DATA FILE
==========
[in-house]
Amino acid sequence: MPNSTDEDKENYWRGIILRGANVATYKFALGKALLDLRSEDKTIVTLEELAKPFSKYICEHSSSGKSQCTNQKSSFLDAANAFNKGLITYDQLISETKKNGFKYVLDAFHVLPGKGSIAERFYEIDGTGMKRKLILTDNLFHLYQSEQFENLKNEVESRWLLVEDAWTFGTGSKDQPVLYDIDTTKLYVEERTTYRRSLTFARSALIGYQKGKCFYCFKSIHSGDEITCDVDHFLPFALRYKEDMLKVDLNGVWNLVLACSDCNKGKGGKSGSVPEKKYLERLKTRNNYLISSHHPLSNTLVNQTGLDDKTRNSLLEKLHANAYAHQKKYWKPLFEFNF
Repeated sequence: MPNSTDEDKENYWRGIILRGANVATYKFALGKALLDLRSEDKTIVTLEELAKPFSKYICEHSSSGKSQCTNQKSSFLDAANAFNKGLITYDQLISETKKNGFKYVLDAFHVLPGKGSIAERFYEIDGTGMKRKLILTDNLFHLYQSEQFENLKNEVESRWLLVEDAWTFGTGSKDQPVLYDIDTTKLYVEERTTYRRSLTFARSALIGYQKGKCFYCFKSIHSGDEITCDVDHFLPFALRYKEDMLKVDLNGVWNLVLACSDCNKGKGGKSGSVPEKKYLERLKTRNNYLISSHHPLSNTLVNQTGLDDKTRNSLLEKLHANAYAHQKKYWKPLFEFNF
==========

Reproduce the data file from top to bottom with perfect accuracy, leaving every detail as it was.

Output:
[in-house]
Amino acid sequence: MPNSTDEDKENYWRGIILRGANVATYKFALGKALLDLRSEDKTIVTLEELAKPFSKYICEHSSSGKSQCTNQKSSFLDAANAFNKGLITYDQLISETKKNGFKYVLDAFHVLPGKGSIAERFYEIDGTGMKRKLILTDNLFHLYQSEQFENLKNEVESRWLLVEDAWTFGTGSKDQPVLYDIDTTKLYVEERTTYRRSLTFARSALIGYQKGKCFYCFKSIHSGDEITCDVDHFLPFALRYKEDMLKVDLNGVWNLVLACSDCNKGKGGKSGSVPEKKYLERLKTRNNYLISSHHPLSNTLVNQTGLDDKTRNSLLEKLHANAYAHQKKYWKPLFEFNF
Repeated sequence: MPNSTDEDKENYWRGIILRGANVATYKFALGKALLDLRSEDKTIVTLEELAKPFSKYICEHSSSGKSQCTNQKSSFLDAANAFNKGLITYDQLISETKKNGFKYVLDAFHVLPGKGSIAERFYEIDGTGMKRKLILTDNLFHLYQSEQFENLKNEVESRWLLVEDAWTFGTGSKDQPVLYDIDTTKLYVEERTTYRRSLTFARSALIGYQKGKCFYCFKSIHSGDEITCDVDHFLPFALRYKEDMLKVDLNGVWNLVLACSDCNKGKGGKSGSVPEKKYLERLKTRNNYLISSHHPLSNTLVNQTGLDDKTRNSLLEKLHANAYAHQKKYWKPLFEFNF